40 years at the Archives

on Monday, 30 November 2020. Posted in Archives, History Centre

Some of the Archives and Local Studies team following our award for Achieving Excellence in customer service, 2018

In July 1980 I took up my first post as an Archivist at the Wiltshire County Record Office in Trowbridge having completed the post-grad course at Liverpool University – little did I think I would still be employed by Wiltshire Council 40 years later! – it was always assumed in the profession that to further one’s career that one should move on regularly- within Wiltshire staff have always stayed for long periods not through lack of ambition – more a reflection not just of the attractions of the county but of the good working relationships and atmosphere within the office. The Record Office, as we were known until our move in 2007 to the History Centre in Chippenham, has always been known for providing a friendly, helpful service – which we continue to be congratulated on today.

I alone have had the privilege of working under every County Archivist /Principal Archivist in the history of the service being the last member of staff appointed by the first County Archivist Maurice Rathbone (1944-1981) In this time I have witnessed many changes but the constant throughout has been the professionalism, support and friendship of colleagues. Many of our researchers/visitors over the years have become friends – on first name terms and with an interest in staff’s personal families and interests - long may this continue

So, what changes have I seen in all this time? Back in the 1980s we produced paper word catalogues of our collections- typed for the Archivists by a succession of secretaries – letters were also typed – emails didn’t exist – but enquirers did give more thought to their enquiries then – frequently today we have to ask for more information. Family history research was in its infancy – no Ancestry or FindMyPast – no online sources or digital copies. Prior to the Parochial Registers and Records Measure of 1978 which led to the deposit of non-current parish registers and records over 100 years old at the appropriate Diocesan Record Office (formerly the Salisbury Diocesan Office was at Wren Hall in Salisbury with the documents moved to Trowbridge in the early 1980’s) - family historians had to make appointments to visit individual churches around the country to make notes from registers. The Record Office had always had some parish material deposited by forward-thinking clergy – indeed the earliest registers from Maiden Bradley (ref 18) were brought in in 1947 but the Measure led to a vast amount of material coming in – and staff were required to visit and collect records around the county-with over 300 parishes to visit- opening up cupboards, chests and safes in a voyage of discovery – I have memories of accompanying colleagues on many such outings – acting as navigator in search of small village churches. Once catalogued visitors were able to use the original volumes in our searchroom, prompting many staff trips into the strongrooms. We had no photocopier on the premises and each morning we would take it in turns to help carry volumes with the mainstay of Doc Prod -David Mattock- across the road to the main County Hall printing dept.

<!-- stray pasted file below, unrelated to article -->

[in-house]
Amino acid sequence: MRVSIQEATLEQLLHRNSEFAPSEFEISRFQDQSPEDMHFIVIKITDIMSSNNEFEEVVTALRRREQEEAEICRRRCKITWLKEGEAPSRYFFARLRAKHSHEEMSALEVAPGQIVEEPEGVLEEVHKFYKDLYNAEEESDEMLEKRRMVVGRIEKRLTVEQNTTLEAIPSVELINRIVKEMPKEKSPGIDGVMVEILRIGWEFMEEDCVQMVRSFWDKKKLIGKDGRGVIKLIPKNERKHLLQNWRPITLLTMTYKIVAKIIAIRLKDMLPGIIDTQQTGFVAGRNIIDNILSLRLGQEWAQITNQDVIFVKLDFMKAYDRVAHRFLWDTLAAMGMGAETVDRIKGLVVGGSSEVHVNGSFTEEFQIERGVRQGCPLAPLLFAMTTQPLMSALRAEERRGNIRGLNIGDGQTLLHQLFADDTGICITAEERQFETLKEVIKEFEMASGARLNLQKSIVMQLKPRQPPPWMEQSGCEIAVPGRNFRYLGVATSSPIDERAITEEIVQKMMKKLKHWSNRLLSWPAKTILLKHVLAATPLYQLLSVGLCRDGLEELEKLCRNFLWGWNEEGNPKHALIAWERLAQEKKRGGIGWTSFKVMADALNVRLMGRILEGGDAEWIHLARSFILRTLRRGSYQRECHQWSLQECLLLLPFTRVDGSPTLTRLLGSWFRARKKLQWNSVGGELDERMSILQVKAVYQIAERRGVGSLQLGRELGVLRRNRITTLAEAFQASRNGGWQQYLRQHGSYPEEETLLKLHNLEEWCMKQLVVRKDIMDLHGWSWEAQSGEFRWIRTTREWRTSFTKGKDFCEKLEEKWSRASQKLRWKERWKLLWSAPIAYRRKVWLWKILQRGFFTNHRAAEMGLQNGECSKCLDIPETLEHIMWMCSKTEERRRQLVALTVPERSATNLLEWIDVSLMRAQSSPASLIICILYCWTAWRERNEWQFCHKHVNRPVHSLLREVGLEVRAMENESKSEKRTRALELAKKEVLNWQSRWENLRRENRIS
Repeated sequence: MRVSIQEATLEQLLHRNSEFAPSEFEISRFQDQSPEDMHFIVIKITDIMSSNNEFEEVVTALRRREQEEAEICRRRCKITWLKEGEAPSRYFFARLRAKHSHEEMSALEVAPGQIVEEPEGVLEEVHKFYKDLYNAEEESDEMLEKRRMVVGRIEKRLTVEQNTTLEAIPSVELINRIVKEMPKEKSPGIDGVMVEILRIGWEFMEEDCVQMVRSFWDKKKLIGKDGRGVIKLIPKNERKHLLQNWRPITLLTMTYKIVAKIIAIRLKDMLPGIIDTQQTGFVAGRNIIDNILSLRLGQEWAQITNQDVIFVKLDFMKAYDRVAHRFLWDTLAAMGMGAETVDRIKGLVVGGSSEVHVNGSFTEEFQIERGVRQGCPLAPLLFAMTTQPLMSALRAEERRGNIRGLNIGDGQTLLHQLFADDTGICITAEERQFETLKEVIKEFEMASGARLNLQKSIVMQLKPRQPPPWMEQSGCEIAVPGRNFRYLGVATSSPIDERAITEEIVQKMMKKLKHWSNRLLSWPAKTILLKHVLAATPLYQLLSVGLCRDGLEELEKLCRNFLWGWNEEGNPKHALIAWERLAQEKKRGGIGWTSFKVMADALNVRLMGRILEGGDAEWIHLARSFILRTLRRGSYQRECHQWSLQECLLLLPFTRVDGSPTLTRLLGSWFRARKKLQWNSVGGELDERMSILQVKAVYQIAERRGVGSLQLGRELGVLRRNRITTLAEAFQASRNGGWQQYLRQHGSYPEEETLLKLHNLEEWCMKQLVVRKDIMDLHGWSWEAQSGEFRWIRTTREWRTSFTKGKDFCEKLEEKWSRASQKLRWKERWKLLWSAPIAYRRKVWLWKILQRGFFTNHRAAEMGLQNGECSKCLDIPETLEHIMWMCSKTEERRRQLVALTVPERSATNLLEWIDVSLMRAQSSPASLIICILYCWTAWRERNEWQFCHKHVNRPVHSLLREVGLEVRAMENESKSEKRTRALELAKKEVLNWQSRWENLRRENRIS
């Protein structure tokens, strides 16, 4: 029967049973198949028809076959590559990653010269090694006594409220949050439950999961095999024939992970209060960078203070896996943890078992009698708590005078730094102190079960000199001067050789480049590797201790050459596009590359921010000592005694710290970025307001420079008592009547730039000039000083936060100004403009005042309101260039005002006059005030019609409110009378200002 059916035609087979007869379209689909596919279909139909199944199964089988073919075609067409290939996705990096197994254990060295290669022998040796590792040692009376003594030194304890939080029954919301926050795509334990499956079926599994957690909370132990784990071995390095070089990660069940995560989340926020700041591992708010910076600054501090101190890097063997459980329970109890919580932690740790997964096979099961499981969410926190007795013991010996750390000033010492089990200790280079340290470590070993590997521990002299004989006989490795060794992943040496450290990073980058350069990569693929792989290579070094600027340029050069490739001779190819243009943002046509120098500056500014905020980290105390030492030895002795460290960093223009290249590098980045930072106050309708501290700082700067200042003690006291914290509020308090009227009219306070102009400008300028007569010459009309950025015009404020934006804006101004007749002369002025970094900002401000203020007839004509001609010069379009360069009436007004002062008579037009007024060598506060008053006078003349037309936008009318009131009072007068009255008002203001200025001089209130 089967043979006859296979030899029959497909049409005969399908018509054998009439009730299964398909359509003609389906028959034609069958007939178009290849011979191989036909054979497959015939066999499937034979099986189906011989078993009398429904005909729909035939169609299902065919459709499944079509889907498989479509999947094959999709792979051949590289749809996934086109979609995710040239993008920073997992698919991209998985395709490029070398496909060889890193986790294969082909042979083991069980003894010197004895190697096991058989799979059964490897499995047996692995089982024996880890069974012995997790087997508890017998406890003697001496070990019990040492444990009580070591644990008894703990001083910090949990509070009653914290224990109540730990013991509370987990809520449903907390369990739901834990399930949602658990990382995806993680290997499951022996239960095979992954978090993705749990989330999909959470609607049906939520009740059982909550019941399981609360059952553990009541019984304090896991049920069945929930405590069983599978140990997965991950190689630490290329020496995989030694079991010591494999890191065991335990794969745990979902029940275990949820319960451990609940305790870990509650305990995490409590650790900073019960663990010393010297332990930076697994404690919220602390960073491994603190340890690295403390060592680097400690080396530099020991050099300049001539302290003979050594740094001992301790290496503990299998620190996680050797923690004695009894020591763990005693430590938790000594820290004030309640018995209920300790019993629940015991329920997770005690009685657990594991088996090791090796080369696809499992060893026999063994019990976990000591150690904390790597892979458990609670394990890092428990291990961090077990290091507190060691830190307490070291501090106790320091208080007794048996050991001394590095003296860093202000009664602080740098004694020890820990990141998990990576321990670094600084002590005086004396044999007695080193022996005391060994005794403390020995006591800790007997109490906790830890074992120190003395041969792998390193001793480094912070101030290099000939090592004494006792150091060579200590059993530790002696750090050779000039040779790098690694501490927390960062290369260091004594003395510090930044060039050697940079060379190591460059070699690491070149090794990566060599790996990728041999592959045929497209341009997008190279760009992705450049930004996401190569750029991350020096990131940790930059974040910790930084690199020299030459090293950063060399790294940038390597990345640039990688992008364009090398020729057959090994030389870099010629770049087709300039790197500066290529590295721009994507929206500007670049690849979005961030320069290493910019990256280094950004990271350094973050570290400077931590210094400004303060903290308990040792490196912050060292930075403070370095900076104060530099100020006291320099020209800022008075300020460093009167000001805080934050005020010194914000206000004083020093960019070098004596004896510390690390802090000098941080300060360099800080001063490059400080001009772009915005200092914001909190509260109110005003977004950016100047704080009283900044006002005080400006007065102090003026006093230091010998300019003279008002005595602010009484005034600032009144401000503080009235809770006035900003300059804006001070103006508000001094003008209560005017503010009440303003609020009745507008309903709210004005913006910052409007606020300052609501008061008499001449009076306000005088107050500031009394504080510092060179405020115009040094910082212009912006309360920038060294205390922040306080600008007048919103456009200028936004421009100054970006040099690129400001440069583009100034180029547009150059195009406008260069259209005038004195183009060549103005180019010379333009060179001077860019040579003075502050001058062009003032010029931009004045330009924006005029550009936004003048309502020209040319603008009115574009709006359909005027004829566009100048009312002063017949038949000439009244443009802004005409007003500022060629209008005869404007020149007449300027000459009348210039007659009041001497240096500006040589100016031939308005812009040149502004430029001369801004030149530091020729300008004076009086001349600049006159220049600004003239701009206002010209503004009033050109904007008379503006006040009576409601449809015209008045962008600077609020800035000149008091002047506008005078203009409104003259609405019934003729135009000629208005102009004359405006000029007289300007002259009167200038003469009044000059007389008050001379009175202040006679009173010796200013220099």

Some of you may remember the searchroom in the old Record Office, Trowbridge

In 1981 the Wiltshire Family History Society was founded and the work of their volunteers in transcribing initially parish registers extending to marriage licences and in recent times to manorial records, police registers, tithe schedules – their output has been truly prodigious. We have been fortunate to have had such a regular group visiting weekly and owe an immense debt of gratitude to them for their labours.

In the mid 1980s we welcomed the camera operators from the Church of Jesus Christ of the Latter-Day Saints who filmed all our pre-1900 parish registers to put on their International Genealogical Index (IGI) – later Family Search. The registers were subsequently withdrawn, and visitors were asked to use microfiche instead – we had a separate room for the fiche readers – a few of these remain in use today. A reader printer was installed to enable copies to be made of individual entries and requests for whole registers were sent to a local firm in Melksham.

Today fiche has been superseded by the digital filming of Ancestry – whose team re-filmed all our pre-1916 registers and early Bishops Transcripts – putting them on their site in 2017. Ancestry has revolutionized family history world wide – the quality of their images compared to the fiche is high however their indexing – done overseas – is not always reliable compared to the locally produced work of the WFHS.

Ancestry also completed the Wiltshire Wills project. The project started in 1999 with HLF funding and other donations to re-catalogue and replace 29 manual indices and digitize over 105,000 probate records. This was the first major team work with the Archivists under the guidance of project archivists Lucy Jefferis and Amanda Goode entering onto the CALM database full details of every record. The new catalogue was completed in 2006 and made available on our website however the digital imaging and conservation work lagged behind and Ancestry were brought in to finish the filming and in 2018 the entire collection was put on their website making another valuable resource available worldwide and generating income for the service.

Another example of change for family history has been the Census returns from 1841-1911 – now searchable online. Initially the census returns were only available on microfilm and visitors had to laboriously wind through reels to locate information. We were fortunate to have the 1851 census indexed by a team led by Dr Barbara Carter - Jean Cole, Nan Simmons – later censuses to 1881 were produced on microfiche. The ability to search by place and name has speeded up research – although today’s genealogists seem to expect everything to be online and not to appreciate how fortunate they are.